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Foodborne diseases (FBD) are an important cause of morbidity and mortality in humans worldwide. Animals play an important role in FBD and can be a source of pathogens in food products of animal origin (e.g. nontyphoidal salmonellosis) and also through faecal contamination of plant derived foods and water. Many of the pathogens responsible for FBD do not normally cause disease in animals. To minimise the risk of FBD, control measures should be considered at both the pre-harvest level and subsequent stages of the production-to consumption chain, i.e. ‘from farm to fork’.
The OIE Animal Production Food Safety (APFS) Working Group functions as a steering committee for the OIE’s work programme on standards to reduce food-borne risks to human health due to hazards arising during the animal production phase of the food chain. Membership includes high level experts from the Food and Agricultural Organization (FAO), the World Health Organization (WHO) and Codex Alimentarius (Codex), and internationally recognised experts in animal production food safety from around the globe. The Working Group meets at least once a year.
At the OIE Annual General Session, the World Assembly of Delegates adopts a Resolution on APFS work priorities of the OIE for the coming year.
The relationship between the OIE and the Codex is particularly important because risks to human health and food safety may arise at the farm and any subsequent stage in the food production continuum. Therefore, risk management must be tailored to detect and address risks at the appropriate stage(s). The OIE is responsible for setting standards in the domains of animal health and veterinary public health, including animal production food safety, to manage risks arising from the farm level through to primary processing, and the Codex from primary processing through to consumption. The OIE and Codex collaborate closely in the development of standards relevant to the whole food production continuum, taking care to avoid gaps, duplications and contradictions. OIE Members strongly support this collaboration.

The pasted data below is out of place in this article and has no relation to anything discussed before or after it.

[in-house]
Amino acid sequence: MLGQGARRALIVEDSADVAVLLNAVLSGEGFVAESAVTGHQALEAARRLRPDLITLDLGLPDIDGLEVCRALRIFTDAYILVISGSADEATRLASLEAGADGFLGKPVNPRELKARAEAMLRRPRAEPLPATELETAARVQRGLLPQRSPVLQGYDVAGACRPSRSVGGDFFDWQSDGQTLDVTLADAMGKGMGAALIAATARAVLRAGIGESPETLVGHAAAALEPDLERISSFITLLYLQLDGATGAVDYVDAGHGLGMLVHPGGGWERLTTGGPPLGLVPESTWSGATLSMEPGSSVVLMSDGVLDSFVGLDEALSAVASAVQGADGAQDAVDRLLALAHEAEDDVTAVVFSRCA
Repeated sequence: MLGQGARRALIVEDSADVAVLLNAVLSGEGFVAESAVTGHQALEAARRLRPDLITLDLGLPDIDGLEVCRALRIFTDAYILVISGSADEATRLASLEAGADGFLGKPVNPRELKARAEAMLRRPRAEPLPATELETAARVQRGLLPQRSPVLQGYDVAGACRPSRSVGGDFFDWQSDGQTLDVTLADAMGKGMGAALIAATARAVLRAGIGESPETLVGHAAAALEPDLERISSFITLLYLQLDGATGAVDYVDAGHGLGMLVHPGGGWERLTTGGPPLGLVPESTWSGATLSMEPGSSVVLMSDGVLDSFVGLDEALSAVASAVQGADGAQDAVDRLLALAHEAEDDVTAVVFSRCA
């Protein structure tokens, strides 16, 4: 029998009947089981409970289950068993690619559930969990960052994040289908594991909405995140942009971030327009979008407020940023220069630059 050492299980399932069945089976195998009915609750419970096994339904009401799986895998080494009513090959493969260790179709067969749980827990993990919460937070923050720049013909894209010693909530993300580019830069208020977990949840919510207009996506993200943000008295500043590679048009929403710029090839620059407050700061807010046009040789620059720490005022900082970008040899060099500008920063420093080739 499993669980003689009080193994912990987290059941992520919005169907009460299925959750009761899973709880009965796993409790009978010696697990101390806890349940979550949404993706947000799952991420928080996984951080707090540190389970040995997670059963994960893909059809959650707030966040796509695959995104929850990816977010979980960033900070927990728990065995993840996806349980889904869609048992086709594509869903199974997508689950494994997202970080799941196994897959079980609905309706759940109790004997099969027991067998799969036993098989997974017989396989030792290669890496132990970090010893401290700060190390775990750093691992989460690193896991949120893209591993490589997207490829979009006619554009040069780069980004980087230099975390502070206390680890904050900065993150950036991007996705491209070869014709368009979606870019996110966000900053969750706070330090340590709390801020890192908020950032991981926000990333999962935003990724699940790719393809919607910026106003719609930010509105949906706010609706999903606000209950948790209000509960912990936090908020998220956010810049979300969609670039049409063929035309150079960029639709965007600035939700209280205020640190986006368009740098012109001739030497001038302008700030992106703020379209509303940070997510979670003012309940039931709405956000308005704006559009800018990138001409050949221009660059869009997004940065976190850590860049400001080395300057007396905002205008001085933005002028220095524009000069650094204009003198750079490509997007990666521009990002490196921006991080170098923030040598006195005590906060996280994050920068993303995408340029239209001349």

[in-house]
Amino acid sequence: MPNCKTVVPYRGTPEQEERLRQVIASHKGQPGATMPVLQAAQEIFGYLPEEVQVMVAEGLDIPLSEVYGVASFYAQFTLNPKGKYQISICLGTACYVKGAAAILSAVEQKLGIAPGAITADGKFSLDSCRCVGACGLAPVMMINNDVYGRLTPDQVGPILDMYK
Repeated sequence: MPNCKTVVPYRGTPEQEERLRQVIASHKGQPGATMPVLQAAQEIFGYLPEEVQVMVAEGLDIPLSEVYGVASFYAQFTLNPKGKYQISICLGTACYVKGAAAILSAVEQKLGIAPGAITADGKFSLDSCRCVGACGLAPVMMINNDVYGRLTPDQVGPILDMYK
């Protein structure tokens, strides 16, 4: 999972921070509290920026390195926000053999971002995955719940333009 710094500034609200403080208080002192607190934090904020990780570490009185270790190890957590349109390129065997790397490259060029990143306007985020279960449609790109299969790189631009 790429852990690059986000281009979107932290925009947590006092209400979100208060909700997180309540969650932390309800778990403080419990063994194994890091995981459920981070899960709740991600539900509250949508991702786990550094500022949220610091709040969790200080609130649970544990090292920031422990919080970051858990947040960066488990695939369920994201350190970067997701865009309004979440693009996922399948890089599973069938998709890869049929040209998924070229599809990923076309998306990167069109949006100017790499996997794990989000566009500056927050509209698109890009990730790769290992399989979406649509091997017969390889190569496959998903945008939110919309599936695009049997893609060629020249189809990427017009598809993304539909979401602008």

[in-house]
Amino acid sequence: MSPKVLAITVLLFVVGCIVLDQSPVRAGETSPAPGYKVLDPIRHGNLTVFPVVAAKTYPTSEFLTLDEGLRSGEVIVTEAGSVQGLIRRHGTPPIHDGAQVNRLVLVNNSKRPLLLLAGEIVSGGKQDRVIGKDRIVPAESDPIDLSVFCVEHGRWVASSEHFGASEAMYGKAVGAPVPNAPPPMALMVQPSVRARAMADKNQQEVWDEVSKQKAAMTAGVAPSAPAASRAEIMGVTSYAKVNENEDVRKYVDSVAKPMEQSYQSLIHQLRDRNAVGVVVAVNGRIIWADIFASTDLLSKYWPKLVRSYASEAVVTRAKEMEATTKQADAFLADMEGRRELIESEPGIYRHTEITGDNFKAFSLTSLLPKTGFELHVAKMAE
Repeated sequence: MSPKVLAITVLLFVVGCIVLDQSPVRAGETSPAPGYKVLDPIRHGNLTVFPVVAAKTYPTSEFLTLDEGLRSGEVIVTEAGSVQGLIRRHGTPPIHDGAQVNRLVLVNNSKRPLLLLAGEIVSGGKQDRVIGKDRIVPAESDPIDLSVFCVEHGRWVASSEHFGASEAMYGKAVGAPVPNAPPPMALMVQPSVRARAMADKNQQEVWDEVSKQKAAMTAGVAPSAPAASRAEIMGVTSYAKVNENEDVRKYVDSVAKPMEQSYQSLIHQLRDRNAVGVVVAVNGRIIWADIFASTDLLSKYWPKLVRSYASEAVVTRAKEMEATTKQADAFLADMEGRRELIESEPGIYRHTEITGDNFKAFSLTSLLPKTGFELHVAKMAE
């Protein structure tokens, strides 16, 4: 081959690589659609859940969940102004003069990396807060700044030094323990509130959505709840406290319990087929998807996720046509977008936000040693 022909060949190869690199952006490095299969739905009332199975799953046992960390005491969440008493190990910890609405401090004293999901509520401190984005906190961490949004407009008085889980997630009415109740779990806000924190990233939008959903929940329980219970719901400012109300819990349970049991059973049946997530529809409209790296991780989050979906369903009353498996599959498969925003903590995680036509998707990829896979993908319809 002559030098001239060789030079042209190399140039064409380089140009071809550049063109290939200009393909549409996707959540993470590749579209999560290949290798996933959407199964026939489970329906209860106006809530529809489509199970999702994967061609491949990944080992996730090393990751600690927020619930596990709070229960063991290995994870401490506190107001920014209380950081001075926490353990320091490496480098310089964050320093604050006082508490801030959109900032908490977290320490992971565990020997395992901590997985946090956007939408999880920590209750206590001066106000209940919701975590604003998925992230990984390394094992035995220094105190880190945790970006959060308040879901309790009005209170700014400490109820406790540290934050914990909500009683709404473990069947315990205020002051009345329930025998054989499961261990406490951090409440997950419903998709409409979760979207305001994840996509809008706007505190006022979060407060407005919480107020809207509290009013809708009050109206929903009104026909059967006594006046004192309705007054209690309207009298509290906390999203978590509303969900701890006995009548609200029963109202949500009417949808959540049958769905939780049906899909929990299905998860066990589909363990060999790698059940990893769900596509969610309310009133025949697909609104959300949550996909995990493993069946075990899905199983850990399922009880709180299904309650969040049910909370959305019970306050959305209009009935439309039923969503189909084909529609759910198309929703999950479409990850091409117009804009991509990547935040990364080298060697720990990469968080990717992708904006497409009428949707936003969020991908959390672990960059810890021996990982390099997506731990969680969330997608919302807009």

Since its inception, the Working Group has provided advice to the Director General of the OIE and to its Specialist Commissions. Through its published reports the Working Group also provides a rich source of technical information to other interested parties including governments, FAO and WHO.
The following is a brief summary of the main achievements so far.
The Working Group has played an important role in strengthening cooperation between the OIE and the Codex and its subsidiary bodies. The OIE participates actively in the development of Codex standards through participation in relevant Codex Committees and Task Force meetings and by submitting written comments on draft Codex standards. Similarly, representatives of the Codex Secretariat and Chairs of Codex Working Groups, when relevant, are invited to participate in the development of OIE standards through participation in meetings of OIE ad hoc groups. The Director General of the OIE presents an update on relevant OIE activities to the Codex Alimentarius Commission meeting and a representative of the Codex reports on relevant Codex activities at the OIE General Assembly. In addition, there is regular contact between the Codex Secretariat and the OIE Headquarters in Paris. There are no joint OIE-Codex standards, but each organisation makes cross references to relevant standards of the other organisation in its own standards, as appropriate. The parallel development of OIE and Codex standards in areas such as Salmonella and foodborne parasites are examples of the much closer cooperation that has been achieved in recent years.
The Working Group has also emphasised the importance of cooperation between the OIE and Codex at the regional and national levels and encourages the OIE national Focal Points for Animal Production Food Safety to maintain close contact with the Codex Contact Points in their countries.